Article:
Other important limitations of the currently available data exist. First, no results from prospective, randomized, controlled trials of PHVR have yet been reported. Although case series demonstrate technical feasibility, they do not evaluate efficacy. Comparison of procedural PHVR mortality rates with the predicted SAVR mortality rates by logistic EuroSCORE may be one way of assessing short-term benefits or harms associated with PHVR. Other limitations include the lack of uniformly assessed outcomes; the subjective nature of patient selection as “too high risk for surgery” in the absence of EuroSCORE or another validated risk-assessment tool; and inadequate data to determine which factors, such as patient, prosthetic, or implantation characteristics, may be associated with better outcomes. The association between aortic stenosis and coronary artery disease and the potentially combined effect of concomitant revascularization with aortic valve replacement may also confound evaluation of long-term outcome after PHVR. Finally, rapid improvements in PHV devices, implantation techniques, and operator experience during the publication period of these reports introduce dynamic, time-dependent factors that confound assessment of acute and longer-term outcomes.
To date, the U.S. Food and Drug Administration has not approved any PHV for the indication of aortic stenosis, but both the Edwards SAPIEN transcatheter heart valve and the Medtronic CoreValve ReValving System have received a Conformité Européenne (European conformity, or CE) mark certification in Europe. The CE mark indicates that a medical device has met acceptable safety standards but does not necessarily indicate that the device is efficacious. Ongoing, large, prospective registries of these devices across Europe and Canada provide real-world insights into the application and outcome of PHVR.
A randomized, controlled trial of PHVR in adults with aortic stenosis is ongoing at 26 sites in the United States, Canada, and Germany. The PARTNER (Placement of AoRtic TraNscathetER) valve trial (ClinicalTrials.gov registration number: NCT00530894), sponsored by Edwards Lifesciences, was initiated in April 2007 and has a completed enrollment of approximately 1040 participants (26). In this 2-group study, participants with symptomatic, severe, aortic stenosis and a Society of Thoracic Surgeons Predicted Risk of Mortality risk score of 10 or more who are candidates for SAVR were randomly allocated to receive the Edwards SAPIEN transcatheter heart valve (by means of the transfemoral or transapical approach) or undergo SAVR (cohort A); participants who are not candidates for SAVR (defined as operative mortality or serious, irreversible morbidity of 50% or more) were randomly allocated to the Edwards SAPIEN transcatheter heart valve or medical management, including balloon aortic valvuloplasty, as indicated (cohort B; 350 patients). The primary outcome measure is 1-year survival; secondary outcomes include major adverse cardiac or cerebrovascular events and other safety events, functional and quality-of-life improvement, evidence of prosthetic valve dysfunction, and rehospitalization. Preliminary results of cohort B, which completed enrollment in March 2009, are expected to be presented at the Transcatheter Cardiovascular Therapeutics meeting in Washington, DC, in September 2010. This trial comparing PHVR with either conventional heart surgery or medical management will be critical in evaluating the relative safety and efficacy of PHVR for both surgical and nonsurgical candidates.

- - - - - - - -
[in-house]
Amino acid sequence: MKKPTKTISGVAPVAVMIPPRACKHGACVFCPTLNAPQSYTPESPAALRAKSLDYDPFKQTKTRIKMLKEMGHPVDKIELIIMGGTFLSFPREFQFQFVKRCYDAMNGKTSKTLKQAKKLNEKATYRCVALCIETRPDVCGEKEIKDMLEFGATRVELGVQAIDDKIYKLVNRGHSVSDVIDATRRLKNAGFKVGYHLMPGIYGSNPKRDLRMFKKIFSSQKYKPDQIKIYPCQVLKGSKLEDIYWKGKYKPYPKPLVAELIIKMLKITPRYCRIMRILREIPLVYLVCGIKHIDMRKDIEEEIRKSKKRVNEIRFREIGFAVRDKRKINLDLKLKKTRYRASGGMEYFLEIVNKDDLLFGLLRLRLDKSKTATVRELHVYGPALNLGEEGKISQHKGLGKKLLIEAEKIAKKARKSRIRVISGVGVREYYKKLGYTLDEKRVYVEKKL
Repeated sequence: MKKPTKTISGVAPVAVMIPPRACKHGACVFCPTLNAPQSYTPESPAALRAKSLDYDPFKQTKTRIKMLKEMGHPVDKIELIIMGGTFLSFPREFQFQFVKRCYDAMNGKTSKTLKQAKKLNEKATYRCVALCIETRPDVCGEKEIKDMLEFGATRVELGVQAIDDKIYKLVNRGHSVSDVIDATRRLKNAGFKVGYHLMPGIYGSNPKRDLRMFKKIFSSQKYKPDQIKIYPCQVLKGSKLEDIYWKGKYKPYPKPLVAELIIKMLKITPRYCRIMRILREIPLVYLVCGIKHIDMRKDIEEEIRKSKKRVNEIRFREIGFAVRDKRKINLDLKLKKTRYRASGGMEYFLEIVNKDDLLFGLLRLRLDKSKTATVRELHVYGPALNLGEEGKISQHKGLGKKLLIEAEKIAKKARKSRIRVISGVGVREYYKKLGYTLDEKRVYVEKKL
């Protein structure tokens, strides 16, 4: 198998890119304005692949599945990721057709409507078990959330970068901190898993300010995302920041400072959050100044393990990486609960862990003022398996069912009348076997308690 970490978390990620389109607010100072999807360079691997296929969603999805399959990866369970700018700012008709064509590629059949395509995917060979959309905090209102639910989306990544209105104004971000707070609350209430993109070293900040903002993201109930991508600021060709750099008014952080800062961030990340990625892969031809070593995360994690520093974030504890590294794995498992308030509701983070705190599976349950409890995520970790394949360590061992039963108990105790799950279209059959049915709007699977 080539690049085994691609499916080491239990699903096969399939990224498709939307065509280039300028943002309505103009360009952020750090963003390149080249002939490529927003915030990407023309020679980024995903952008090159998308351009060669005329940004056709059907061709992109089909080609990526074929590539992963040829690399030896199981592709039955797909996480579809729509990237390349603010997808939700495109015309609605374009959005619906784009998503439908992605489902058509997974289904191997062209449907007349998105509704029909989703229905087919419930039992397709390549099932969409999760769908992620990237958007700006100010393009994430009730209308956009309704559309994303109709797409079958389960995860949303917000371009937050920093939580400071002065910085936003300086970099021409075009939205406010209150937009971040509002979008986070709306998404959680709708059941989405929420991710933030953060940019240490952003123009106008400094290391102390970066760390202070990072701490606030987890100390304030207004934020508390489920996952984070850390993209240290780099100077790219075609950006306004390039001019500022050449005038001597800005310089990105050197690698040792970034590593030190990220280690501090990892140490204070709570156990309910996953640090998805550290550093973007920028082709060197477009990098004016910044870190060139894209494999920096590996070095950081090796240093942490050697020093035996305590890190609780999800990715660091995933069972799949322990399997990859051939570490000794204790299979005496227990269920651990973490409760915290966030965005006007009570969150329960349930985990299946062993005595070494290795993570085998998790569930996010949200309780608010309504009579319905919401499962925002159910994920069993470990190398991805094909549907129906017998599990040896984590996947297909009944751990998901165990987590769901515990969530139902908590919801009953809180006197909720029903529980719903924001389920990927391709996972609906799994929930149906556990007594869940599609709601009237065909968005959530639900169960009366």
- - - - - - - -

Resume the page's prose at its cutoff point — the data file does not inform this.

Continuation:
Two other relevant randomized, controlled trials were recently initiated in Denmark. One will compare PHVR using the Medtronic CoreValve ReValving System with SAVR among 280 patients with severe aortic valve stenosis who are least 70 years of age (27). The primary outcome is the combined rate of death from any cause, myocardial infarction, and stroke at 1 year. Short-term procedural success and selected longer-term outcomes (some up to 5 years) will also be assessed. The estimated study completion date is December 2018. The second Danish trial, which focuses primarily on short-term (1 month) safety issues, compares PHVR using the Edwards SAPIEN transcatheter heart valve with insertion of a biological valve through conventional aortic valve surgery (28). The anticipated sample size is 200 patients, and the estimated study completion date is December 2015.
In summary, PHVR for severe aortic stenosis remains an investigational procedure in the United States but is a promising therapeutic option for patients with severe, symptomatic aortic stenosis who have a higher risk for poor outcome with SAVR. The rapid adoption of PHVR in Europe supports its role in fulfilling an unmet clinical need. Pending the results of the randomized PARTNER trial later this year, little published evidence directly informs whether PHVR might also be indicated for patients for whom SAVR is a treatment option. Further studies are needed to evaluate factors related to improved long-term results, particularly those that assess the effect of noncardiac conditions on outcomes, and the effectiveness and cost-effectiveness of the various PHVs compared with conventional heart valves and other PHVs. The potential availability of lower-profile PHV devices with options for device type and implantation technique will place greater importance on patient selection for the therapy—SAVR, PHVR, or medical therapy—that is most appropriate for individual patients with symptomatic, severe, aortic stenosis.